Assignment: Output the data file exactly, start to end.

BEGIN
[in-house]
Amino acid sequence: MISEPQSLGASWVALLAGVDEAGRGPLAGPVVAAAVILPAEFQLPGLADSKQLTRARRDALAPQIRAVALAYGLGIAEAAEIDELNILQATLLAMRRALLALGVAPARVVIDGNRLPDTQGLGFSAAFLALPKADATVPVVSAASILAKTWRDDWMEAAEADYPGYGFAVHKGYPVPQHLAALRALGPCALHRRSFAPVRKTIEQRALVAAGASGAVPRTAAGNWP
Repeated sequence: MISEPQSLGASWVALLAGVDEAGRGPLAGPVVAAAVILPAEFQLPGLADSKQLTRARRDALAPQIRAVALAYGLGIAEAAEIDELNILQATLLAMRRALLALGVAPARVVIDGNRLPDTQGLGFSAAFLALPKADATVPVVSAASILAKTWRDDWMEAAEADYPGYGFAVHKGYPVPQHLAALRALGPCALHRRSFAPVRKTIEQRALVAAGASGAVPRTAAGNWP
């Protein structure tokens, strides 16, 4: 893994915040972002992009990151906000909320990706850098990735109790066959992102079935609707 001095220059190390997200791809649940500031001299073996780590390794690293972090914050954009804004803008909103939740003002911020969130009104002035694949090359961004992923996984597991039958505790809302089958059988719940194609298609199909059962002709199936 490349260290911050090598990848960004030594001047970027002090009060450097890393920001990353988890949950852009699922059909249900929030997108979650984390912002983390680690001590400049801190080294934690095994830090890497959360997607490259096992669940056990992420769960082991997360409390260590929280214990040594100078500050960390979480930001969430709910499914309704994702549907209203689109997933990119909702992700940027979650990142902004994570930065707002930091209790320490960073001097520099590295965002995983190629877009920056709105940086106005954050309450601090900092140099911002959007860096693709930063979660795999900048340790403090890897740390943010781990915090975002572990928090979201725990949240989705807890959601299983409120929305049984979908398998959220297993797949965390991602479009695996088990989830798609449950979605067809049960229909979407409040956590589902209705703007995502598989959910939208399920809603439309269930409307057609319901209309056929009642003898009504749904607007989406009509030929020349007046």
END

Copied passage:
[in-house]
Amino acid sequence: MISEPQSLGASWVALLAGVDEAGRGPLAGPVVAAAVILPAEFQLPGLADSKQLTRARRDALAPQIRAVALAYGLGIAEAAEIDELNILQATLLAMRRALLALGVAPARVVIDGNRLPDTQGLGFSAAFLALPKADATVPVVSAASILAKTWRDDWMEAAEADYPGYGFAVHKGYPVPQHLAALRALGPCALHRRSFAPVRKTIEQRALVAAGASGAVPRTAAGNWP
Repeated sequence: MISEPQSLGASWVALLAGVDEAGRGPLAGPVVAAAVILPAEFQLPGLADSKQLTRARRDALAPQIRAVALAYGLGIAEAAEIDELNILQATLLAMRRALLALGVAPARVVIDGNRLPDTQGLGFSAAFLALPKADATVPVVSAASILAKTWRDDWMEAAEADYPGYGFAVHKGYPVPQHLAALRALGPCALHRRSFAPVRKTIEQRALVAAGASGAVPRTAAGNWP
């Protein structure tokens, strides 16, 4: 893994915040972002992009990151906000909320990706850098990735109790066959992102079935609707 001095220059190390997200791809649940500031001299073996780590390794690293972090914050954009804004803008909103939740003002911020969130009104002035694949090359961004992923996984597991039958505790809302089958059988719940194609298609199909059962002709199936 490349260290911050090598990848960004030594001047970027002090009060450097890393920001990353988890949950852009699922059909249900929030997108979650984390912002983390680690001590400049801190080294934690095994830090890497959360997607490259096992669940056990992420769960082991997360409390260590929280214990040594100078500050960390979480930001969430709910499914309704994702549907209203689109997933990119909702992700940027979650990142902004994570930065707002930091209790320490960073001097520099590295965002995983190629877009920056709105940086106005954050309450601090900092140099911002959007860096693709930063979660795999900048340790403090890897740390943010781990915090975002572990928090979201725990949240989705807890959601299983409120929305049984979908398998959220297993797949965390991602479009695996088990989830798609449950979605067809049960229909979407409040956590589902209705703007995502598989959910939208399920809603439309269930409307057609319901209309056929009642003898009504749904607007989406009509030929020349007046």